Australian Freedom Riders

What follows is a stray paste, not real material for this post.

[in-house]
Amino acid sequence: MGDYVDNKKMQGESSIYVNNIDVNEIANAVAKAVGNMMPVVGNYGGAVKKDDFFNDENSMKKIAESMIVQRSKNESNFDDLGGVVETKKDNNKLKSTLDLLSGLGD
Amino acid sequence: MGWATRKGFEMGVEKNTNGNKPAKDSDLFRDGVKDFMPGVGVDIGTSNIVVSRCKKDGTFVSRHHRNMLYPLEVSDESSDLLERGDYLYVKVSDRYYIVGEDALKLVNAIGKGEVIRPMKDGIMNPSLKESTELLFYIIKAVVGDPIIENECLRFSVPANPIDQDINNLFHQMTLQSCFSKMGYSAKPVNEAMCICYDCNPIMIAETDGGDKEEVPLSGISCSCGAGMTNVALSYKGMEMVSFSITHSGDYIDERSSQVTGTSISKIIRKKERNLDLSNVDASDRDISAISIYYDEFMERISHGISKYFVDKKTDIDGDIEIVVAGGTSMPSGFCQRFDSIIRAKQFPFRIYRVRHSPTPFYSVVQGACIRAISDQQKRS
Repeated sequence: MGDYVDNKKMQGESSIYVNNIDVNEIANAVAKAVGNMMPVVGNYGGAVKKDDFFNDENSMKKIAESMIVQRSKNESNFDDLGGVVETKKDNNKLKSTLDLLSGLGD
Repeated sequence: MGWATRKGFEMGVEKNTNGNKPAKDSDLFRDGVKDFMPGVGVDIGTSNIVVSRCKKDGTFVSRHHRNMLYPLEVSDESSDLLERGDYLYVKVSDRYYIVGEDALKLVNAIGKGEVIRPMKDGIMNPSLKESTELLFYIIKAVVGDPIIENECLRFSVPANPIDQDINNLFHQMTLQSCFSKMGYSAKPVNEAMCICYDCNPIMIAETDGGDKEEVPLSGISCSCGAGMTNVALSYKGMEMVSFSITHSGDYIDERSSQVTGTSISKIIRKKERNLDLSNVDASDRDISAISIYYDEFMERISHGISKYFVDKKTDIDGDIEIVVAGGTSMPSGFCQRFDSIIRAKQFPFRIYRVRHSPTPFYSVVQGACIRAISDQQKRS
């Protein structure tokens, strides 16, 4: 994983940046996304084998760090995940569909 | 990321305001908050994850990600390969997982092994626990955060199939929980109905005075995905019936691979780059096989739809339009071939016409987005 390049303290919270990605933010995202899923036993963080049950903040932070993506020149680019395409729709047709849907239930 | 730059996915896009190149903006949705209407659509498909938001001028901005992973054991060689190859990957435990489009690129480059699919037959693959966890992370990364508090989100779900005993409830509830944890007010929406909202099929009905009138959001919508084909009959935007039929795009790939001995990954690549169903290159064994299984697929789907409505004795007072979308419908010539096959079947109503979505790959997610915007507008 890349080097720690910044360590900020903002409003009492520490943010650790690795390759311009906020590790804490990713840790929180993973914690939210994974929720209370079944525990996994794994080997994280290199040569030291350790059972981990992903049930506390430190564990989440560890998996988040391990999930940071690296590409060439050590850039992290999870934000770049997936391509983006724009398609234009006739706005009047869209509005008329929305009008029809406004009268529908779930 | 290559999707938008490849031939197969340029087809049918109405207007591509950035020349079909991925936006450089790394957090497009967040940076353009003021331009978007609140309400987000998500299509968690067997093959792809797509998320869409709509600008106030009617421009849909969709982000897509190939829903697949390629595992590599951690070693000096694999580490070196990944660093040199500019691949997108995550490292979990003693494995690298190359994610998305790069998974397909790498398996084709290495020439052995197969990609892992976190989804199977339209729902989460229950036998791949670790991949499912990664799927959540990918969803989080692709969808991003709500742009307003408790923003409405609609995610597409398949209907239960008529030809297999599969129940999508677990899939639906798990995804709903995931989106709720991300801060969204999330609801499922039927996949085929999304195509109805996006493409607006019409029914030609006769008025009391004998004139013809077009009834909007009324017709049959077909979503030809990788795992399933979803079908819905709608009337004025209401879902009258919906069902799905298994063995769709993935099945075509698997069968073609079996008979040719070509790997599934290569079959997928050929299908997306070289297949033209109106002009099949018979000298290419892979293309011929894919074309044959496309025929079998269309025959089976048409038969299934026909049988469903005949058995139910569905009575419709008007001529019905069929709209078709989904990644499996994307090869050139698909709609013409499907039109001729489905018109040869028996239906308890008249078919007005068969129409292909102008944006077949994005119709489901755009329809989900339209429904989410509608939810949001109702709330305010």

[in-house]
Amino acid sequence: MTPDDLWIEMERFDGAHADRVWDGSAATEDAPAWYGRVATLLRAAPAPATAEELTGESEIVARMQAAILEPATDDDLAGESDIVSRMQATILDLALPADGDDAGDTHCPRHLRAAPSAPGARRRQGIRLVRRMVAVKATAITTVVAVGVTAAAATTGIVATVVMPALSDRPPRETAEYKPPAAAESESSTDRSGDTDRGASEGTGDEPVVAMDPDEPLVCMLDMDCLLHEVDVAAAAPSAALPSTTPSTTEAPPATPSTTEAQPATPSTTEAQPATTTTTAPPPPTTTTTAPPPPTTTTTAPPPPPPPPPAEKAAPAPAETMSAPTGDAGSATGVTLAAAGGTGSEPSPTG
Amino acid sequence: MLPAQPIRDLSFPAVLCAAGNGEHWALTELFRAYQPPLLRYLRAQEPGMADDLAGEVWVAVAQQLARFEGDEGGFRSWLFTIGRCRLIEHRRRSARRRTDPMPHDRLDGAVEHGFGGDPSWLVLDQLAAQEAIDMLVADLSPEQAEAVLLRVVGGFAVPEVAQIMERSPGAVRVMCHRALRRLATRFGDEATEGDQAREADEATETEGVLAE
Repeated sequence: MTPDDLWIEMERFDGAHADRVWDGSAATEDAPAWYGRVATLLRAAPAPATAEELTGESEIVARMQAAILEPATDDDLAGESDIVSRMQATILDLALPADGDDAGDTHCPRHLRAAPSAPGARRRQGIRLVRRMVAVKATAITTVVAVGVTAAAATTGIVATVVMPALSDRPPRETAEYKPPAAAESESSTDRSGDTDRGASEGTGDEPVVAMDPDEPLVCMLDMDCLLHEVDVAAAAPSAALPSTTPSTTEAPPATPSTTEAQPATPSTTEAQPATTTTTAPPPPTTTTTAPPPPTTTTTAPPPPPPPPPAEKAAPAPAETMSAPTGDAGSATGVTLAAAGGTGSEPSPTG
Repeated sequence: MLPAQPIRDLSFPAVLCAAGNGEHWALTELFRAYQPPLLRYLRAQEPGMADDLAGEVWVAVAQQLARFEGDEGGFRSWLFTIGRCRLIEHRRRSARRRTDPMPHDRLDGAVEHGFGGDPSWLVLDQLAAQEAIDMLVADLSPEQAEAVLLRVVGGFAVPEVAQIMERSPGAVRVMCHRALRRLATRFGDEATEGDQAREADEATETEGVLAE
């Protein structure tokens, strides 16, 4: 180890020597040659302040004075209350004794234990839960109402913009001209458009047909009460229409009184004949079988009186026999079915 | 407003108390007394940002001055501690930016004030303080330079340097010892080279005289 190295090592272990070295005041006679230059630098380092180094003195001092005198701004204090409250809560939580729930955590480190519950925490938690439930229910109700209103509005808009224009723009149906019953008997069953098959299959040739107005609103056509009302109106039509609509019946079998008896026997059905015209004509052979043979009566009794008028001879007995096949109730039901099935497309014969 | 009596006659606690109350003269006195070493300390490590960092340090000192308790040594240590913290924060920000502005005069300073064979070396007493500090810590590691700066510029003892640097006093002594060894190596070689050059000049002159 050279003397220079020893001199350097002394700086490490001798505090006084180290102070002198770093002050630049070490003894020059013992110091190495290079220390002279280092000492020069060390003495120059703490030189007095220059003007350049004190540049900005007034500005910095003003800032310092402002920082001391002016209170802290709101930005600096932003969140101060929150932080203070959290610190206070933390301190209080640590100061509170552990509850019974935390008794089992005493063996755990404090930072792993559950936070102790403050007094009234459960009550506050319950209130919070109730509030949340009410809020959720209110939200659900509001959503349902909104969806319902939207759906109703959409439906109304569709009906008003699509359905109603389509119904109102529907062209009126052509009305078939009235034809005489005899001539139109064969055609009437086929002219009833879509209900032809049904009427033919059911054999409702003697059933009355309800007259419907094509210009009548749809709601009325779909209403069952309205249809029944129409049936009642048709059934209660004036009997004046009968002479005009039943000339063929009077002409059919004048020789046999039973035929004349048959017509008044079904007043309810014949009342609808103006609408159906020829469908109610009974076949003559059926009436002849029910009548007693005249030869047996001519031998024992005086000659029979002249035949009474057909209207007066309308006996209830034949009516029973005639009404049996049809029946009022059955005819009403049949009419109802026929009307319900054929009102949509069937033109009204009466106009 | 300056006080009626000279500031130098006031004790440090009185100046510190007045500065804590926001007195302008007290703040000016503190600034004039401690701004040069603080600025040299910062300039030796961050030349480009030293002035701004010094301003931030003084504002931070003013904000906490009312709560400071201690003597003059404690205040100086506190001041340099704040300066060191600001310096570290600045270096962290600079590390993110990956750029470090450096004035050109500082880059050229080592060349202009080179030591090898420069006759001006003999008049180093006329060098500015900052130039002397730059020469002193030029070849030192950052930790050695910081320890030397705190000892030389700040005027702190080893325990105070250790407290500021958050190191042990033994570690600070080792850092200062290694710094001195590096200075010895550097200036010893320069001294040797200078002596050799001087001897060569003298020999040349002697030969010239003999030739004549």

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In 1964 there was a protest outside the US consulate in Canberra that two thousand people had attended to protest about racial segregation and civil rights in the United States. Many people of the general public stated things such as if protesters are going to so much trouble why not protest about racial segregation within our own country. These comments had lead to the making of our own Australian Freedom Riders which were based on the American Freedom Riders who were making a difference with civil rights and discrimination in America. They travelled across America to raise awareness of the issues when it came to the African-American’s rights and they helped achieve equality. The Australian Freedom Riders helped in achieving freedom for the Indigenous Australians just like the Americans. The Australian Freedom Riders consisted of thirty students that attended the University of Sydney. These students had heard about the American Freedom Riders and it sparked inspiration amongst them to make a difference within the Australian community. The whole idea of their trip was to help get rid of the socially discriminatory barriers which was standing up between indigenous and non-indigenous people, they had planned on bringing attention to the bad state of aboriginal heath, education and housing and finally they also wanted to encourage the aboriginals to stand up for themselves against discrimination. Charles Perkins a man born in Alice Springs and a third year arts student at the University of Sydney said ‘The whole freedom riders idea was not for white people on my mind, it’s for aboriginal people to realise second class isn't good enough, you don't always have to be first class but don't always be second class’ . The trip was planned... ... middle of paper ... ...uburbs would have taken much longer. Works Cited “Freedom Ride, 1965” (Visited May 2014) “Charles Perkins: Freedom Rides” (Visited May 2014) “The 1965 Freedom Ride” (Visited May 2014) “Freedom Ride Bus Tour through Rural NSW” (Visited May 2014) “Commemorating the Freedom Ride” (Visited May 2014) Various Authors (2012) Oxford Big Ideas Australian Curriculum History 10, Oxford University Press, South Melbourne, Victoria
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